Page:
The U.S. economy struggled to gain momentum early in the second quarter, with retail sales posting their smallest rise in nine months in April and wholesale prices increasing more than expected.

Other data on Thursday showed new claims for unemployment benefits fell 44,000 last week to 434,000, but they remained too high to signal a strong labor market recovery.

Retail sales increased 0.5 percent after an upwardly revised 0.9 percent gain in March as receipts at gasoline stations and grocery stores rose strongly, the Commerce Department said. Economists had expected a 0.6 percent rise.

Excluding gasoline, retail sales rose 0.2 percent.

It was the tenth straight monthly increase in sales and showed U.S. households exhibiting some resilience to lofty food and gasoline prices, which robbed spending from other areas.

The rise in retail sales was basically related to higher gasoline prices. Overall the report was good because it was positive, but the economy and consumers are still having trouble, said Eugenio Aleman, a senior economist at Wells Fargo Securities in Charlotte, North Carolina.

Separately, the Labor Department said producer prices rose 0.8 percent in April, after a 0.7 percent rise in March. Economists had expected a 0.6 percent rise.

Financial markets showed little reaction to the economic reports. U.S. stocks were lower as falling commodity prices raised questions about the strength of the global economic recovery, while Treasury debt was little changed and the dollar was higher.

The retail data implied consumer spending, which accounts for 70 percent of U.S. economic activity, got off to slow start in the second quarter as household budgets remained stretched by high food and energy prices.


But a recent drop in gasoline futures pointed to a fall in prices at the pump, which could ease the strain on consumers.

U.S. gasoline futures on Wednesday suffered the biggest daily drop since September 2008, with the June contract settling at $3.1228 a gallon, losing 25.69 cents, or 7.6 percent.

Consumer spending grew at a 2.7 percent rate in the first three months of 2011, braking from a 4.0 percent pace in the October-December period, according to the Commerce Department's first estimate of GDP released last month.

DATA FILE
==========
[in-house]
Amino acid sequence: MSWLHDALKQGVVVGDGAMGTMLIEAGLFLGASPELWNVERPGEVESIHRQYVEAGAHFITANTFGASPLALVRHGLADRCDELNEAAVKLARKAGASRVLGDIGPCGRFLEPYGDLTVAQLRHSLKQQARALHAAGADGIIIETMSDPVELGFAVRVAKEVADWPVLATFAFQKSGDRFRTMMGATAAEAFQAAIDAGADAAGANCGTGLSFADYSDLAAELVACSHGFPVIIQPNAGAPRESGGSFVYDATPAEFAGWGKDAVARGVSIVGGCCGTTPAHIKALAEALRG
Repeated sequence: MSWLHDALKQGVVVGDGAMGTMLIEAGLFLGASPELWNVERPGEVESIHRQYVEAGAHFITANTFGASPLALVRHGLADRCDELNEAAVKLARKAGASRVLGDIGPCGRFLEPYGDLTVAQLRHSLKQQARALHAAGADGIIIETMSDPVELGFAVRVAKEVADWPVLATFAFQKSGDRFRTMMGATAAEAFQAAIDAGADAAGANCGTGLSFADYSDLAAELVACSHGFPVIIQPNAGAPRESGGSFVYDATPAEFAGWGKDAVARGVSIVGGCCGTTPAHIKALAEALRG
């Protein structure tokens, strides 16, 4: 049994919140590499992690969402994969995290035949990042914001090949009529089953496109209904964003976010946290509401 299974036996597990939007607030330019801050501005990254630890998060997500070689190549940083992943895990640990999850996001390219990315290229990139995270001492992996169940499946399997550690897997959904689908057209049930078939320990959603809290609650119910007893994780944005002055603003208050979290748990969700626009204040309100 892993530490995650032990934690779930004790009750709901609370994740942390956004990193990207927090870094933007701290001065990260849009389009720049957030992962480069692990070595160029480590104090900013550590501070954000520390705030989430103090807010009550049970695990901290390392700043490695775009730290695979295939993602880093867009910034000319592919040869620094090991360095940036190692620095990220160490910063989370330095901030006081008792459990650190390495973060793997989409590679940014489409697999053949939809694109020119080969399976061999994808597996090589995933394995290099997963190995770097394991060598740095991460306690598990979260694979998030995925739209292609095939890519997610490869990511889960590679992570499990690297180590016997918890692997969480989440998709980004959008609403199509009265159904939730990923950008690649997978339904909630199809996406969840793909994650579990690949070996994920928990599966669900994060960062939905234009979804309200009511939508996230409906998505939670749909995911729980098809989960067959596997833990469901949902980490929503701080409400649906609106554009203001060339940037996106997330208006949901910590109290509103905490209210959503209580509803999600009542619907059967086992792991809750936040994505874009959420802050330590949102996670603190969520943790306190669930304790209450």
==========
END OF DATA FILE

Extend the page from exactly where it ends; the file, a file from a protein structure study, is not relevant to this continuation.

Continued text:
But upward revisions to March's figures suggested spending might have been stronger than initially thought.

That was supported by another Commerce Department report showing strong increases in business sales and inventories in March. Sales rose 2.2 percent, while inventories were up 1.0 percent.

That rise in inventories also implied first-quarter gross domestic product growth could be raised from the 1.8 percent annual pace reported by the government last month.

Perhaps the big concern is that spending appears to have lost a lot of momentum at the start of the second quarter, said Paul Dales, a senior U.S. economist at Capital Economics in Toronto.

Receipts at gasoline stations, which accounted for about 10.5 percent of overall retail sales in April, rose 2.7 percent after rising 4.1 percent the prior month.

Gasoline prices rose 24 cents or 6.6 percent to $3.85 a gallon in April from March, according to the Energy Information Administration.


Excluding gasoline, retail sales were up 0.2 percent after rising 0.5 percent in March. Sales at food and beverage stores rose 1.2 percent after gaining 0.2 percent in March.

In the 12 months to April, overall sales were up 7.6 percent.

Sales excluding autos rose 0.6 percent last month, building on a 1.2 percent gain in March and in line with economists' expectations.

Auto sales rose 0.2 percent after declining 0.7 percent in March. Clothing store receipts rose 0.3 percent last month, while sales at building materials and garden equipment suppliers edged up 0.1 percent.

So-called core retail sales -- which exclude autos, gasoline and building materials - rose 0.2 percent after a 0.6 percent rise in March.

Core sales correspond most closely with the consumer spending component of the government's gross domestic product report. Receipts at sporting goods, hobby, book and music stores fell 1.9 percent, the largest decline since November 2009.

(Additional reporting by Doug Palmer in Washington and Richard Leong in New York: Editing by Andrea Ricci)